Iran Review

In the first half of the year, Saudi Arabia boosted sales

In the first half of the year, Saudi Arabia boosted sales

Saudi, Russia gain from Iran’s loss

Japan, South Korea and India all cut imports from Iran to gain a waiver from the US sanctions which threaten to cut off institutions dealing with Iran

THE sanctions reducing Iran’s oil exports have played in the favour of major producers such as Saudi Arabia, Russia and Venezuela which now export about 21 per cent more crude to Asia’s biggest buyers compared to a year ago.

Iran’s exports to China, Japan, South Korea and India have fallen by a third in the first six months of the year as EU and US sanctions made it difficult to pay for the crude and find insurance cover for tankers. The US is also finalising even tougher sanctions to restrict Iran’s oil revenues.

As Iran’s oil sales declined, the world’s top oil exporter Saudi Arabia, Russia and other Opec producers Venezuela and Angola ramped up their sales to Asia’s top oil consumers, where refiners can pick and choose from a variety of supplies in a market flush with crude.

Asia is the region where oil demand is growing, as the US economy teeters on recession and Europe tries to stem its financial crisis.

“We have seen that refiners have successfully replaced Iranian crude with other crudes,’’ says Sushant Gupta, an analyst at Wood Mackenzie. “There is no pressure from the supply side.’’

Western powers are trying to force Iran to abandon a nuclear programme they believe is designed for building weapons. Tehran says it needs the technology to generate electricity.

Japan, South Korea and India all cut imports from Iran to gain a waiver from the US sanctions which threaten to cut off institutions dealing with Iran from the US financial system.

China was also awarded a waiver after cutting its imports from Iran due to a dispute over contract terms earlier this year. The EU ban on insuring any Iranian oil shipments also hindered China’s imports from Iran.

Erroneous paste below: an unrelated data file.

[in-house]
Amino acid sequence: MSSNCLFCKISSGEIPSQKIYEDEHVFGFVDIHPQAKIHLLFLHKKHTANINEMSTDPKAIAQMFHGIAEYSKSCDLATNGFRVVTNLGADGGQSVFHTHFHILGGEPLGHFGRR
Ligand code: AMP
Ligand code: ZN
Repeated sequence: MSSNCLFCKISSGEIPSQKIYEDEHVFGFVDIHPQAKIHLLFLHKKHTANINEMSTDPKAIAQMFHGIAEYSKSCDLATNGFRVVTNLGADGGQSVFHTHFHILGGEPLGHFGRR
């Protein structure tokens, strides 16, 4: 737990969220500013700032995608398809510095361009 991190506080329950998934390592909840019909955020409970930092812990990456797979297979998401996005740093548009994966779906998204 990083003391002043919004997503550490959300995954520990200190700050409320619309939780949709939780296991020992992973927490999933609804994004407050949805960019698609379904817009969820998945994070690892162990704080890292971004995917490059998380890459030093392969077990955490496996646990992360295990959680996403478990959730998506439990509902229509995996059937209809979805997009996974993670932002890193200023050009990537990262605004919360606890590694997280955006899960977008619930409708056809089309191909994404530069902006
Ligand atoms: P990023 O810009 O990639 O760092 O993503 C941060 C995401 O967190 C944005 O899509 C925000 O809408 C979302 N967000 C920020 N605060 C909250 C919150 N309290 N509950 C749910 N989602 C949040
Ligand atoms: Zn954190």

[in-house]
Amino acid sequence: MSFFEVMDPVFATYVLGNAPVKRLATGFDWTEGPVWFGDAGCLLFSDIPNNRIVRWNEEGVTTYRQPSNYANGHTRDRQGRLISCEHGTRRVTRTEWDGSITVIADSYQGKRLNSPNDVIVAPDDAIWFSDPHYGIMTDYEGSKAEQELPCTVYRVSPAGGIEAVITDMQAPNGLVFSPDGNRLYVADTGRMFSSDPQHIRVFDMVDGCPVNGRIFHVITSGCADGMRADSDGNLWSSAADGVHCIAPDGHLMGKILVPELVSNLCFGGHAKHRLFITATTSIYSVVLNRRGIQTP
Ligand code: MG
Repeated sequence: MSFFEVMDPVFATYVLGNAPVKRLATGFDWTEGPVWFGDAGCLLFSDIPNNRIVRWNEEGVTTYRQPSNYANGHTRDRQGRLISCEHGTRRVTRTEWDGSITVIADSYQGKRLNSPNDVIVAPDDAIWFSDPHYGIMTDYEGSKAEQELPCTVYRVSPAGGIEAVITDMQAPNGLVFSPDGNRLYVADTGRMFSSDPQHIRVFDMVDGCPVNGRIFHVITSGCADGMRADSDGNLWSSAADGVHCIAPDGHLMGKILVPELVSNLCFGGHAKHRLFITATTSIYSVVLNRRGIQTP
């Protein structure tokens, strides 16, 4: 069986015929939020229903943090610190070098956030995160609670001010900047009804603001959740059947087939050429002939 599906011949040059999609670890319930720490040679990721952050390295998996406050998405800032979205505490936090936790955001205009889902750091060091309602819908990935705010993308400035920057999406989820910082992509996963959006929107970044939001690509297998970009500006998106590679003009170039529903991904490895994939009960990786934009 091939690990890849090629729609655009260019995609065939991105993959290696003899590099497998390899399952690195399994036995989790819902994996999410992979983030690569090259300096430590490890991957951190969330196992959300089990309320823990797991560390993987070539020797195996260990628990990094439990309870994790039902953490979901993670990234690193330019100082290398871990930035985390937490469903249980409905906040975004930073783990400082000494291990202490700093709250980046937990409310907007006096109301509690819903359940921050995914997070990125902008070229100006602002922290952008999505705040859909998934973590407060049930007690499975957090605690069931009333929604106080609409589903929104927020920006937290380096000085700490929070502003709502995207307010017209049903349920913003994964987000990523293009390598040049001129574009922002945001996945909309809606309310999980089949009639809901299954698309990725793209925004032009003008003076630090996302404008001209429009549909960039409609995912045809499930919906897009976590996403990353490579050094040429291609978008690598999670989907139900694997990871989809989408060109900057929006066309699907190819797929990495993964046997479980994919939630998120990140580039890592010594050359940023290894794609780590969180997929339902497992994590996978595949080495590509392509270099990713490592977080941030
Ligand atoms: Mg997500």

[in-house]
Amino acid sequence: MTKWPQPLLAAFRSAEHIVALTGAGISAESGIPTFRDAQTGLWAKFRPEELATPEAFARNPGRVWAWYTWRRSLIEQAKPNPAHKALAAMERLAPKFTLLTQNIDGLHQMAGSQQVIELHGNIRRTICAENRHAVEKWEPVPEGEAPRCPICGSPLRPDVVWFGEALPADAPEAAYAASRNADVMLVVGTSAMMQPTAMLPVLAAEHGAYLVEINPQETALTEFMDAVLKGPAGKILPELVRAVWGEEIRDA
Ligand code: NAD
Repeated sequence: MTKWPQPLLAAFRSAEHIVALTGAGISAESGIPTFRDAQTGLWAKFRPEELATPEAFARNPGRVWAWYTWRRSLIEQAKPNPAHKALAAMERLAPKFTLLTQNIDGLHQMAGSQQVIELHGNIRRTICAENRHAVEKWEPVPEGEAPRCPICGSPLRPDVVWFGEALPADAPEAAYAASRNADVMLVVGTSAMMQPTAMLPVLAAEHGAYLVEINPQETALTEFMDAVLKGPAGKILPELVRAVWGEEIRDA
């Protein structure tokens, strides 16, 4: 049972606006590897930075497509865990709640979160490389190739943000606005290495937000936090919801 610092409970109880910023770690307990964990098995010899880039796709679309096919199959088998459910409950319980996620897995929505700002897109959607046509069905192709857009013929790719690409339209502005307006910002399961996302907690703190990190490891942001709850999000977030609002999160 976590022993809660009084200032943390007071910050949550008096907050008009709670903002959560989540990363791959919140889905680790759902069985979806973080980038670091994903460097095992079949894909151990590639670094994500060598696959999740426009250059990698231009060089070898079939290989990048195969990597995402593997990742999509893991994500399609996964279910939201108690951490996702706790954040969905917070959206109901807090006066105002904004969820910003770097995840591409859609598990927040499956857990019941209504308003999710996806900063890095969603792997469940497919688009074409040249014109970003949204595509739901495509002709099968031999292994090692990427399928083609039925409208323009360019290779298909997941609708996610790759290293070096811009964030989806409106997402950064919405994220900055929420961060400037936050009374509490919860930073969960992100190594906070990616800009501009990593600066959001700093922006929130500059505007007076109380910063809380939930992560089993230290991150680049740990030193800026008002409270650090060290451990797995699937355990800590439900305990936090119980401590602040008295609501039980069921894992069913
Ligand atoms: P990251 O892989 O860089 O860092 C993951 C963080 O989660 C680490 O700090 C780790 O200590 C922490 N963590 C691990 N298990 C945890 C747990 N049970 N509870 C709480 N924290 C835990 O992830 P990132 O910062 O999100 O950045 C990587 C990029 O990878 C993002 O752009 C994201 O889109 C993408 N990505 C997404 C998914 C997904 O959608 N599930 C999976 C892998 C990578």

In the first half of the year, Saudi Arabia boosted sales to the top four Asian buyers by 15 per cent year-on-year to 3.8 million barrels per day (mbpd).

During the same period, Venezuela’s year-on-year exports also jumped 42 per cent to 596,000 bpd, followed by a 36 per cent year-on-year increase in shipments from Russia to 682,000 bpd. Volumes from Angola have risen 24 per cent year-on-year in the first six months to 994,000 bpd and 26 per cent from Kuwait to 938,000 bpd.

China, Asia’s top oil consumer and the world’s second largest, appeared to favour Russian crude in its purchases during the first six months of the year.

China cut Iranian imports by 20.5 per cent during that period to 429,873 bpd, and Chinese data showed it replaced that amount, as well as an additional 11 per cent, by imports from Saudi Arabia, Angola and Russia.

Russian imports recorded the biggest increase of 44 per cent over the same period a year earlier, followed by Angola’s 35 per cent and Saudi Arabia’s 16 per cent.

Japan’s purchases from Iran for the first six months fell 33.4 per cent from a year earlier to 227,573 bpd, with Saudi Arabia, Russia, Oman and Kuwait filling in the gap. The 17 per cent fall in purchases by South Korea from Iran was filled up by Saudi Arabia, Kuwait and Qatar.

Only India, Asia’s third-largest oil consumer, has posted an increase in Iranian imports. Shipments in the first six months have risen 3.9 per cent as India stepped up purchases ahead of the EU sanctions, which took effect on July 1. Some industry analysts believe Iran’s exports to Asia may not fall further as all four buyers find ways around the sanctions while keeping import volumes low to keep on qualifying for the US waiver.




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